Investors In Commercial Assets Move Beyond Financial Risk And Now Scrutinize ESG Factors
Risk is beginning to be analyzed a little differently in commercial real estate.
Investors taking a stake in commercial mortgage-backed securities or commercial properties are no longer just interested in simple loan-to-value ratios and net operating incomes when attempting to spot underlying risks. They are now spending more time studying the potential impacts from environmental, social and governance criteria, otherwise known as the ESG investment factors, on buildings.
This is being codified by rating agencies and data firms that are now looking at a building's net carbon emissions, healthy air components, long-term sustainability and the ethical framework governing stakeholders tied to each and every building transaction before issuing a final rating for investors on CMBS deals or other commercial transactions.
"For sure, in our corporate clients who are buying and selling and managing commercial assets, those [ESG] elements of diversity, human rights, consumer protection, the structure of management and who's on your board ... those kind of things are a bigger deal than I would have ever thought," said Anthony Romano, CEO of CREtelligent, a data firm that provides comprehensive due diligence solutions for parties trying to understand the fundamentals behind a CRE transaction.
The shift to rating ESG-type factors when it comes to commercial real estate collateral is tied to growing recognition that factors like social risk or supply chain disruptions and violent weather can cause great losses to properties.
Just one weather event, such as Hurricane Harvey, can cause billions of dollars in property damage. Harvey sped through Houston in 2017, leaving $125B in total economic losses in its wake, according to the National Oceanic and Atmospheric Administration’s National Centers for Environmental Information and the National Hurricane Center.
Buildings built before 2000 had an average loss claim of $154,928 after Harvey swept through, according to the Federal Emergency Management Agency.
The personality of management also is becoming a critical factor, as corporations' culture, diversity and treatment of employees are increasingly being scrutinized before contracts are awarded.
Romano said his firm spends time before, during and after each transaction using tools like Radius and an internal asset management monitoring system to figure out what factors could put an insurance company, corporation or lender more at risk when it comes to the commercial collateral they are buying or holding.
In many cases, banks and corporations are requiring the inclusion of these ESG factors when conducting new deals.
"When a firm is looking at a market ... and you are going to do site selection on 10 to 15 properties in the market, those other data elements ... find their way into that decision," Romano said. "I see more corporations involved in that, and more bank policies are starting to dictate [it]."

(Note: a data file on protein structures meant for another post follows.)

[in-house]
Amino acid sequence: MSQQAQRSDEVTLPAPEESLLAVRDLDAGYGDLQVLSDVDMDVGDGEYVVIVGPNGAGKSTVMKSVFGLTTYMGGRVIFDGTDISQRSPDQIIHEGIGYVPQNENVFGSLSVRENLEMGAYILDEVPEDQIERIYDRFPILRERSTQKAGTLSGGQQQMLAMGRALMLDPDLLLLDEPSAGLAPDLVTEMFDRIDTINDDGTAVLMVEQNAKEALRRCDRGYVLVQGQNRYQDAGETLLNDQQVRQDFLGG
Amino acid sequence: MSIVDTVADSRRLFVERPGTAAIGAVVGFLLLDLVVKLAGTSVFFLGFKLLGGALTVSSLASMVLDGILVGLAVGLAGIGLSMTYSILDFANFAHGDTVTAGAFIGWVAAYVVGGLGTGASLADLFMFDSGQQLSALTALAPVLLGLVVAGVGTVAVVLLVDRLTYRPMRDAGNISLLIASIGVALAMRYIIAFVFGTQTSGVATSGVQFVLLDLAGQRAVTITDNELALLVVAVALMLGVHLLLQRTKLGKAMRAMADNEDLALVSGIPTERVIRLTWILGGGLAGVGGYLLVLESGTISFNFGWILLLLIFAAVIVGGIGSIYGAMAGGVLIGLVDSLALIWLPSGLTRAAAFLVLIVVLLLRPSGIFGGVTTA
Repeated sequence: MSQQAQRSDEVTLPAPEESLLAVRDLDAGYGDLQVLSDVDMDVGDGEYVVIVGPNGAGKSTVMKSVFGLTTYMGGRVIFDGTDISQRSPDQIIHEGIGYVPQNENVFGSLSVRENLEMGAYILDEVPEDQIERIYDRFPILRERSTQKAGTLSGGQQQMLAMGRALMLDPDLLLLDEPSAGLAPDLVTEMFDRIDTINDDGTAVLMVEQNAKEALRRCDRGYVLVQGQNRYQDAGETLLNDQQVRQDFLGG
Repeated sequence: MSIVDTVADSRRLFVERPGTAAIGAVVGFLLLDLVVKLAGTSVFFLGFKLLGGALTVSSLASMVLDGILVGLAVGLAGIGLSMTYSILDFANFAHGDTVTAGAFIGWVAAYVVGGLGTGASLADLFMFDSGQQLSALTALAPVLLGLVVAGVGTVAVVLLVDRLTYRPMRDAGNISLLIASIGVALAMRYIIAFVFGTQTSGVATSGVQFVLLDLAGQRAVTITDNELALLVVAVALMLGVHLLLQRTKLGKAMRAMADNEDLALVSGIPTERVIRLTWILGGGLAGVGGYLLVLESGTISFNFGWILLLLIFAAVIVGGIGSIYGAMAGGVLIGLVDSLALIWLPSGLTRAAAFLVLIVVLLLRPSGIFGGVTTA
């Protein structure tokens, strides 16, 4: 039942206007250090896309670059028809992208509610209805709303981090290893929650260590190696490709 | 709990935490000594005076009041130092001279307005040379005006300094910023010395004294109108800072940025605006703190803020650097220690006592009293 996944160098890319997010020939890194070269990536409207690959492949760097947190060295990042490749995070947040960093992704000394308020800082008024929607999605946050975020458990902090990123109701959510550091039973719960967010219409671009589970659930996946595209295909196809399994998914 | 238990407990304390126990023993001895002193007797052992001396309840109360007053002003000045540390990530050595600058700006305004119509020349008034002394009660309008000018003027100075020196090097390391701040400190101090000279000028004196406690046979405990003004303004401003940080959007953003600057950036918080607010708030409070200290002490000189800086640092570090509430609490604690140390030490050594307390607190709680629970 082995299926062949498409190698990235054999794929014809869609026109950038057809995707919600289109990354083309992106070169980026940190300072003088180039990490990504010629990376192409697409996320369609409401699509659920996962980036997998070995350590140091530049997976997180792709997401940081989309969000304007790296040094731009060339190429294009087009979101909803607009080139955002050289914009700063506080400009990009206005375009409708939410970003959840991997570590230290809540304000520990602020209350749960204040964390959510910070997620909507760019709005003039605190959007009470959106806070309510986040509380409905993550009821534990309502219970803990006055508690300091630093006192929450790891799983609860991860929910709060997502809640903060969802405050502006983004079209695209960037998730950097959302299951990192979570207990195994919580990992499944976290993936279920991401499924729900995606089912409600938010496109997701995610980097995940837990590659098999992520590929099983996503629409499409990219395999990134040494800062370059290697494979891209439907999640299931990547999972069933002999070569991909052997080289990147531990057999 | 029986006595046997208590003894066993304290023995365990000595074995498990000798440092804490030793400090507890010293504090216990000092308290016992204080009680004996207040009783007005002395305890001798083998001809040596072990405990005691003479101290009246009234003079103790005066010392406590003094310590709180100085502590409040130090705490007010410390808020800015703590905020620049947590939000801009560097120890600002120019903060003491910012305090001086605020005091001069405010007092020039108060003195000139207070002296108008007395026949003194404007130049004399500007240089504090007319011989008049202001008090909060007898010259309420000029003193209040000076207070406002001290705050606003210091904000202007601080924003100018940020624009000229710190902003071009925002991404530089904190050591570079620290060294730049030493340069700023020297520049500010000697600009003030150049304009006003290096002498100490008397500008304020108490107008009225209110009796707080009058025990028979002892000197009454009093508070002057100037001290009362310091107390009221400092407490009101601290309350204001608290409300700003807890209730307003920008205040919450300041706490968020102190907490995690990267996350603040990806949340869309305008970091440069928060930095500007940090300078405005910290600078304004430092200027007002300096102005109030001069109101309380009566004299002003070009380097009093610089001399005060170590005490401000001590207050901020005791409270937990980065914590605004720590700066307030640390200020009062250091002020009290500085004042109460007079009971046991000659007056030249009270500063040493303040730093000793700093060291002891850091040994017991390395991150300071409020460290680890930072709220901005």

Credit ratings agencies are also starting to wrap ESG features into their analyses.
"We now have formal criteria that lays out the environmental, social and governance factors that we will specifically look at in our underwriting process," DBRS Morningstar Vice President of North American CMBS Kevin Augustyn said.
DBRS Morningstar is now using a formal checklist procedure where all transactions, pooled or single-asset, are graded based on ESG issues, he said.
It analyzes the environmental impact by studying three components: the population, effective carbon and greenhouse gas costs, and climate and weather risk.
Augustyn said he hasn't seen the new ESG criteria throw CMBS ratings into dramatically different categories to date because much of the data has already been incorporated into standard rating processes, but he said there is room for significant change when it comes to the climate change and weather risk component.
"There are increasing levels of data providers and data research firms that can provide us with information on catastrophic risk, storms, fires, things that arguably could be a result of changes in the climate," Augustyn said.
This type of environmentally focused underwriting also evaluates the creation and operation of buildings that are LEED-certified or have some type of designation suggesting the building saves energy and is more likely to be sustainable over a longer period of time, according to DBRS Morningstar.
When it comes to corporate governance factors, firms like Morningstar, Kroll, S&P and Fitch also study the ethical and performance framework of all key players tied to a CMBS issuance or a commercial property deal.
"In governance, it's how are deals structured? How strong are counterparties? Do the various servicers have the capacity to do what they are supposed to do?" Augustyn said.
And finally, social factors, which include everything from market conditions to the human rights of employees and players involved in CRE transactions, are evaluated when using the new ESG-focused CMBS criteria at DBRS Morningstar.
"We are focusing on the social characteristics of our services and counterparties," Augustyn said. "We want to make sure the labor practices, the human rights practices for the servicers, counterparties and people involved in the transaction is appropriate and that they will be able to attract and manage and have a staff in place to take care of those credits that they have been assigned."